It was a Seller’s Market. Every time you ventured across the threshold of a new listing you had a pre-programmed list of questions already rattling around in your head: How many offers do you have? When are you accepting offers till? Are you going to issue multiple counter offers? What (besides the highest price that can be squeezed out of us wanna-be’s) is the Seller looking for? Incredibly short contingencies? A specific escrow officer? An absurdly long rent-back period? A non-refundable deposit in the form of my first-born child?
The underlying truth about all these questions was this – there was simply no question about who was in charge . Sellers said jump. Buyers rolled over and responded with a resounding refrain of: “How high?” They didn’t like it. But it was easy to justify. Put up with all this bullying of the buyer business and sooner or later you get to be a seller too. Then you’ll be in the driver’s seat of the bus everyone else is chasing. Payback time gets paid forward.
So here we are on the other side of the inside-out Real Estate Universe. It’s a Buyer’s Market – or so everyone is telling us. And in a Buyer’s Market, all the opposite things are supposed to be true. It’s not how many offers do you have? It’s have you had any offers at all? Even a low-ball one, way back when you first went on the market, four months ago and now feel stupid for not taking it? It’s how motivated are you? It’s how much stress is there, getting swept under that freshly vacuumed rug or stuffed behind that neatly staged couch or hidden in the recesses of that way-too organized closet? It’s when are you going to lower the price again dummy? And it’s are you ready for all the extra grinding I’m going to do even after you end up accepting my insulting offer over all your own worst gut-wrenching objections?
And yes, in an ubiquitous Buyer’s Market, it is some of the above, some of the time. But to the growing surprise of many, it isn’t all of the above all of the time.
In fact we are seeing things that we aren’t supposed to be seeing in a Buyer’s Market. A series of odd apparitions. A surprising number of multiple offer situations cropping up all over the landscape. Not on every house. Not in every neighborhood. Not across the monopoly board in every single price range. But they are there in numbers far greater than one would have expected, given the hope and the hype that Buyers in a Buyer’s Market can’t help but buy into.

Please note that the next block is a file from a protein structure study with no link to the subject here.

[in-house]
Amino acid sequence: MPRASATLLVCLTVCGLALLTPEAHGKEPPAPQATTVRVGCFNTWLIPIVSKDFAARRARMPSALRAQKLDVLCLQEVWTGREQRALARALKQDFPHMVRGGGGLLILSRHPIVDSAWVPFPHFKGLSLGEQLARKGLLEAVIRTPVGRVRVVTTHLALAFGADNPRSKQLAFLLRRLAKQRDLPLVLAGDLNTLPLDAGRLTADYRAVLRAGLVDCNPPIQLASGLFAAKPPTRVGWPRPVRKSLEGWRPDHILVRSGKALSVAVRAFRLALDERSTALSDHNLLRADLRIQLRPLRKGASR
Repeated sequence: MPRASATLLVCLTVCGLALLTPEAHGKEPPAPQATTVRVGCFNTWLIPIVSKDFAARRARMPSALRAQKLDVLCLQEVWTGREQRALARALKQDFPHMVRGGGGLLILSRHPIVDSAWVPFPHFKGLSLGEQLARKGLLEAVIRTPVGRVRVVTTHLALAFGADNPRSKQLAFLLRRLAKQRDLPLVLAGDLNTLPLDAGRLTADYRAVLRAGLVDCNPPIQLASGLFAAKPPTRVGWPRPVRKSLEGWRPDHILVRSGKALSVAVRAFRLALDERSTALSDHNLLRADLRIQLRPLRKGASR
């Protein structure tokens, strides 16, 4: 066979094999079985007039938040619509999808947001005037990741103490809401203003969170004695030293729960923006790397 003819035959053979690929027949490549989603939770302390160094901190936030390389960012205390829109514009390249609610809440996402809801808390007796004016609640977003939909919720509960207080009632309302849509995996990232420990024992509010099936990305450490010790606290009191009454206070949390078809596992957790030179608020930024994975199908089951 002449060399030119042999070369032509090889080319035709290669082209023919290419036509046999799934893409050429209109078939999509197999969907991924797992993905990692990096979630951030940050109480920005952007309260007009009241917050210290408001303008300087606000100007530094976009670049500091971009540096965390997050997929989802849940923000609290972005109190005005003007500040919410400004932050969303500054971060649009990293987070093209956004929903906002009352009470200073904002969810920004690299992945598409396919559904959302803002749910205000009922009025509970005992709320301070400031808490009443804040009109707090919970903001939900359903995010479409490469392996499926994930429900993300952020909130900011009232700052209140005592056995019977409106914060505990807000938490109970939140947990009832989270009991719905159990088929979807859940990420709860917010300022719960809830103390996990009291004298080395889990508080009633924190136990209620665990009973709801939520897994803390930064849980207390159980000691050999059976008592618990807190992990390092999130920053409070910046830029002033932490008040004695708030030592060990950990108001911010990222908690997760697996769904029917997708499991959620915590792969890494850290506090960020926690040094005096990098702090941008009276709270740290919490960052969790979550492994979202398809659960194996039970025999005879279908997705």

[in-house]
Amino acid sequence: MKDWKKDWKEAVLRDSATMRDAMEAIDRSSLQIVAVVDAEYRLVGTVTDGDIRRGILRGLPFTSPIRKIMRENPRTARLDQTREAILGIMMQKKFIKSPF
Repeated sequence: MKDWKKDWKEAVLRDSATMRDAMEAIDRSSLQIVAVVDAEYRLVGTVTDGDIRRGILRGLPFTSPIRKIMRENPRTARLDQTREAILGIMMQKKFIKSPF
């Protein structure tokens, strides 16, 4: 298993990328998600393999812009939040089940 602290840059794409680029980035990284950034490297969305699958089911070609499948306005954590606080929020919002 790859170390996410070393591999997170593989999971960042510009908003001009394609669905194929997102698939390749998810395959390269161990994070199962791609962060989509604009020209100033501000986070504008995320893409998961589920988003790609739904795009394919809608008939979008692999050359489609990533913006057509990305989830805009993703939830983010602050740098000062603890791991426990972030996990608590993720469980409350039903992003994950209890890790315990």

Strangeness in a Strange Land. Multiple offers don’t belong here. Buyers aren’t supposed to be competing with other Buyers. Not now. Buyers are supposed to be sitting back. Taking it easy. Biding their time. Waiting patiently for it all to get sublimely worse. They shouldn’t be in a hurry to get anywhere. They should be drinking lemonade. Lounging in the lay-z-boy. Indulging in a some righteous channel surfing along with a bit of slow and disinterested MLS surfing. While all those anxious Sellers grow more and more desperate by the day and the hour and the minute. Buyers just aren’t supposed to be duking it out with other Buyers for the privilege of purchasing a property in a Buyer’s Market!
So what gives? Why is this happening? Who or what is rewriting the rules of how this is supposed to work? Why isn’t this the golden age of the real, first-time Buyer, like it was in 1994 when over half of the sales involved Buyers who had never owned a home before. Those fortunate Buyers who watched in awe as a wonderful window of opportunity opened up for them that they thought had been closed forever by the peak of the market in the late 1980’s.
Why isn’t this a better market for move-up Buyers? It should be. When prices are going down, there should be better demand for lower priced homes, while higher priced homes, larger and better, get disproportionately softer and more attractive in price. Move-up Buyers should be gaining on the changing market right now, specially when interest rates have remained so artificially low.
And yet. And yet. These aren’t the Buyers that are being welcomed with open arms into this Buyer’s Market. At least not enough of them. Next week, let’s examine some of the shadowy substance lurking behind the scenes. Is this what happens when banks have too much control over both sides of the marketplace? A stranglehold on both supply and demand?